On 04/14/2014 11:25 PM, Junio C Hamano wrote:
> Michael Haggerty <mhag...@alum.mit.edu> writes:
>> I forgot to confirm that the callers *do* verify that they don't pass
>> incorrect values to ref_transaction_create() and
>> ref_transaction_delete().  But if they wouldn't, then die("BUG:") would
>> not be appropriate either, would it?  It would have to be die("you silly
>> user...").
> Having the assert() there gives a confused message to the readers
> (at least it did to this reader).
> assert() implies that callers that are not buggy should not give
> input that triggers the condition, which would mean it is the
> callers' responsibility to sanity check the user-input to reject
> creating a ref at 0{40} or deleting a ref whose old value is 0{40},
> which in turn means these input are errors that need to be diagnosed
> and documented.

In v2 of this patch series, I didn't forbid calling create with new_sha
== 0{40}, because, even though it's not what the user would think of as
creating a reference, the code didn't care--it would just verify that
the reference didn't exist before and then leave it undefined.

Then in [1] you commented:

> Sounds a bit crazy that you can ask "create", which verifies the
> absense of the thing, to delete a thing.

I reacted to your comment by changing the documentation to forbid
calling "create" with new_sha1 == 0{40}, and enforced the rule using an
assert().  At the same time I added an analogous restriction that if
"delete" is called with have_old set, then old_sha1 must not be 0{40}.

In retrospect, you might have been objecting more to the misleading
docstring than to the behavior as implemented at the time.  The
docstring implied that create could actually be used to delete a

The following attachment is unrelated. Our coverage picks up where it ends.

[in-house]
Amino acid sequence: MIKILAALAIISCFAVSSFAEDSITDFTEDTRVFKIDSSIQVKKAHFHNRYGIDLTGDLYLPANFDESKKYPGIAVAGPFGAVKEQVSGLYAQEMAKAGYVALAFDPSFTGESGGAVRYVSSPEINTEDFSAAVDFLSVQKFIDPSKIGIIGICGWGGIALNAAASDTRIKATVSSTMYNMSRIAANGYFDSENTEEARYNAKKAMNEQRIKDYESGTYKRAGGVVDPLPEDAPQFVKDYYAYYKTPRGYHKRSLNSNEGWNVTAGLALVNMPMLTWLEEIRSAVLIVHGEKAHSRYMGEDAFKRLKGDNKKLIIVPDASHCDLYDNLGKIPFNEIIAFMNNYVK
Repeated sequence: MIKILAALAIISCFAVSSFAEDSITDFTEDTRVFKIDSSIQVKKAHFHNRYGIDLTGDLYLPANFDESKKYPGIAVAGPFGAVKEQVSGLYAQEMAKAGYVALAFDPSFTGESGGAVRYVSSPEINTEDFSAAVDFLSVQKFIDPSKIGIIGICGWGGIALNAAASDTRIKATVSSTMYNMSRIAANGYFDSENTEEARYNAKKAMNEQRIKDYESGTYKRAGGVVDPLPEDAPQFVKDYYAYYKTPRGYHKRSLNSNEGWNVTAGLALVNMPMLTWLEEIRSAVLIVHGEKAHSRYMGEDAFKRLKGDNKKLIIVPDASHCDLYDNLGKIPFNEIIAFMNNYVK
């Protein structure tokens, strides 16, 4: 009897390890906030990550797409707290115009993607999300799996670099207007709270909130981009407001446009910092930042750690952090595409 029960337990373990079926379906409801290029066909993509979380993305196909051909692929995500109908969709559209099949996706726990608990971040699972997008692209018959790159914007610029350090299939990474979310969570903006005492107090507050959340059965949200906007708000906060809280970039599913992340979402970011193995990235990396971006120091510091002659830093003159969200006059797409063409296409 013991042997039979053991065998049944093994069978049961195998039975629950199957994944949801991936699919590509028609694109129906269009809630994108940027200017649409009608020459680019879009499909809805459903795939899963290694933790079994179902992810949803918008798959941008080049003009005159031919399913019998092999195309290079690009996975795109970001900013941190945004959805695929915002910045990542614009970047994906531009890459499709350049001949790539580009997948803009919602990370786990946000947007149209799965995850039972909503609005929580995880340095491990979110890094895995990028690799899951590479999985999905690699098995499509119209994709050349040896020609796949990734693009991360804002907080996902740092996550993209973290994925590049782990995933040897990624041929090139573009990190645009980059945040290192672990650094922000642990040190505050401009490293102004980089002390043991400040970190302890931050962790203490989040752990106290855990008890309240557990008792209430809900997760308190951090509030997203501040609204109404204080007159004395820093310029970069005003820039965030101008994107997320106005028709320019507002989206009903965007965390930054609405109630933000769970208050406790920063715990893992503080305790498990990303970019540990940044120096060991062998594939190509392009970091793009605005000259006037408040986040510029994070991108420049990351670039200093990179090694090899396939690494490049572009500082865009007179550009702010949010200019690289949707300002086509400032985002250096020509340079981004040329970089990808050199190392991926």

reference, but that was not true: it always checked that the reference
didn't exist beforehand.  So at worst it could leave a non-existent
reference un-created.  Sorry for the confusion.

> But as you said below...
>> ... even if the preconditions are not met, nothing really crazy
>> happens.
> I agree that it also is perfectly fine to treat such input as
> not-an-input-error.

That was the case in v2.

> It is a signal that these checks are not 'if (...) die()' that the
> code may take that stance.
> I cannot tell which interpretation the code is trying to implement.
> Any one of the following I can understand:
>  (1) drop the assert(), declaring that the user input is perfectly
>      fine;
>  (2) keep the assert(), reject such user input at the callers, and
>      document that these are invalid inputs;
>  (3) replace the assert() with 'if (...) die("you silly user...")',
>      and document that these are invalid inputs; or
>  (4) same as (3) but replace with warn(), declaring such input as
>      suspicious.
> but the current assert() makes the code look "cannot decide" ;-).
> I would consider the first two more sensible than the other two, and
> am leaning slightly towards (1) over (2).

The current status in v3 is that (2) is implemented.

Obviously I don't feel strongly about it, given that I implemented (1)
in v2.  But I think that this restriction makes code at the calling site
easier to understand: "create" now always means "create"; i.e., if the
transaction goes through, then the reference exists afterwards.  And
"delete" always means delete; i.e., afterwards, there is one less
reference in the world.


[1] http://mid.gmane.org/xmqqtxaczvod....@gitster.dls.corp.google.com

Michael Haggerty
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